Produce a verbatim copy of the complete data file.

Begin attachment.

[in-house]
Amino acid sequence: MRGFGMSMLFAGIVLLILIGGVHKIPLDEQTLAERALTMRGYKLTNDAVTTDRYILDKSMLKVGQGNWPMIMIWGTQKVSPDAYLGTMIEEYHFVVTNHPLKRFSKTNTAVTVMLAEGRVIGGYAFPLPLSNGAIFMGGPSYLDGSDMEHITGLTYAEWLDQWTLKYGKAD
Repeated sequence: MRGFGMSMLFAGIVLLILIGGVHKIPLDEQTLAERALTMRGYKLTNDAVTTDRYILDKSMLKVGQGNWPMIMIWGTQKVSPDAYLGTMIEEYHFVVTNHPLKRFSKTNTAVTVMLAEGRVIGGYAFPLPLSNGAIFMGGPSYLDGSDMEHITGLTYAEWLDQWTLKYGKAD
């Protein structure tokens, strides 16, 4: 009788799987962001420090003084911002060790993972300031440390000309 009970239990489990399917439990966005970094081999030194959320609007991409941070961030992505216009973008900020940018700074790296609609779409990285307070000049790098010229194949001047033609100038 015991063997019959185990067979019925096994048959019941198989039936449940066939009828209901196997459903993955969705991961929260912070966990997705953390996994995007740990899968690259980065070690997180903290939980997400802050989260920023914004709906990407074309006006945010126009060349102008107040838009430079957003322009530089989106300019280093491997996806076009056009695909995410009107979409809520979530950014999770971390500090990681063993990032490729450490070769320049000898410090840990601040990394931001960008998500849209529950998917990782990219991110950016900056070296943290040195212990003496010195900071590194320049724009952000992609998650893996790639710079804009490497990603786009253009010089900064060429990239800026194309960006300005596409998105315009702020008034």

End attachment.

[in-house]
Amino acid sequence: MRGFGMSMLFAGIVLLILIGGVHKIPLDEQTLAERALTMRGYKLTNDAVTTDRYILDKSMLKVGQGNWPMIMIWGTQKVSPDAYLGTMIEEYHFVVTNHPLKRFSKTNTAVTVMLAEGRVIGGYAFPLPLSNGAIFMGGPSYLDGSDMEHITGLTYAEWLDQWTLKYGKAD
Repeated sequence: MRGFGMSMLFAGIVLLILIGGVHKIPLDEQTLAERALTMRGYKLTNDAVTTDRYILDKSMLKVGQGNWPMIMIWGTQKVSPDAYLGTMIEEYHFVVTNHPLKRFSKTNTAVTVMLAEGRVIGGYAFPLPLSNGAIFMGGPSYLDGSDMEHITGLTYAEWLDQWTLKYGKAD
């Protein structure tokens, strides 16, 4: 009788799987962001420090003084911002060790993972300031440390000309 009970239990489990399917439990966005970094081999030194959320609007991409941070961030992505216009973008900020940018700074790296609609779409990285307070000049790098010229194949001047033609100038 015991063997019959185990067979019925096994048959019941198989039936449940066939009828209901196997459903993955969705991961929260912070966990997705953390996994995007740990899968690259980065070690997180903290939980997400802050989260920023914004709906990407074309006006945010126009060349102008107040838009430079957003322009530089989106300019280093491997996806076009056009695909995410009107979409809520979530950014999770971390500090990681063993990032490729450490070769320049000898410090840990601040990394931001960008998500849209529950998917990782990219991110950016900056070296943290040195212990003496010195900071590194320049724009952000992609998650893996790639710079804009490497990603786009253009010089900064060429990239800026194309960006300005596409998105315009702020008034």